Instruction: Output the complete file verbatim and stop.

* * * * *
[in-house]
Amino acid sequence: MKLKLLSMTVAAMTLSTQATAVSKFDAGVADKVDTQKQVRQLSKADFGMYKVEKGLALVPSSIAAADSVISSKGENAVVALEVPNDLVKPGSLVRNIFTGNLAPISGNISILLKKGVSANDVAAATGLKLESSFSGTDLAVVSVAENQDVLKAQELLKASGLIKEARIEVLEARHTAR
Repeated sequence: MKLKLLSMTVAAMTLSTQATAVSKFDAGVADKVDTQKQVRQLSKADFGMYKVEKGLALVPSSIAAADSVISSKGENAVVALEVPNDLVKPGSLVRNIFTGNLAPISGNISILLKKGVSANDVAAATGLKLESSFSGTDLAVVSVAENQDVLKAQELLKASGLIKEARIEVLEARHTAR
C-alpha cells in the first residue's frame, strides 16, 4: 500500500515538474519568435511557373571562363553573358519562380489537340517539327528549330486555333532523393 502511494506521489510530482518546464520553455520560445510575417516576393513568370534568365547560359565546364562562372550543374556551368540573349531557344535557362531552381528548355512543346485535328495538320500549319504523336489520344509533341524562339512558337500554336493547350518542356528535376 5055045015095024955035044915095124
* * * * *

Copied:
[in-house]
Amino acid sequence: MKLKLLSMTVAAMTLSTQATAVSKFDAGVADKVDTQKQVRQLSKADFGMYKVEKGLALVPSSIAAADSVISSKGENAVVALEVPNDLVKPGSLVRNIFTGNLAPISGNISILLKKGVSANDVAAATGLKLESSFSGTDLAVVSVAENQDVLKAQELLKASGLIKEARIEVLEARHTAR
Repeated sequence: MKLKLLSMTVAAMTLSTQATAVSKFDAGVADKVDTQKQVRQLSKADFGMYKVEKGLALVPSSIAAADSVISSKGENAVVALEVPNDLVKPGSLVRNIFTGNLAPISGNISILLKKGVSANDVAAATGLKLESSFSGTDLAVVSVAENQDVLKAQELLKASGLIKEARIEVLEARHTAR
C-alpha cells in the first residue's frame, strides 16, 4: 500500500515538474519568435511557373571562363553573358519562380489537340517539327528549330486555333532523393 502511494506521489510530482518546464520553455520560445510575417516576393513568370534568365547560359565546364562562372550543374556551368540573349531557344535557362531552381528548355512543346485535328495538320500549319504523336489520344509533341524562339512558337500554336493547350518542356528535376 5055045015095024955035044915095124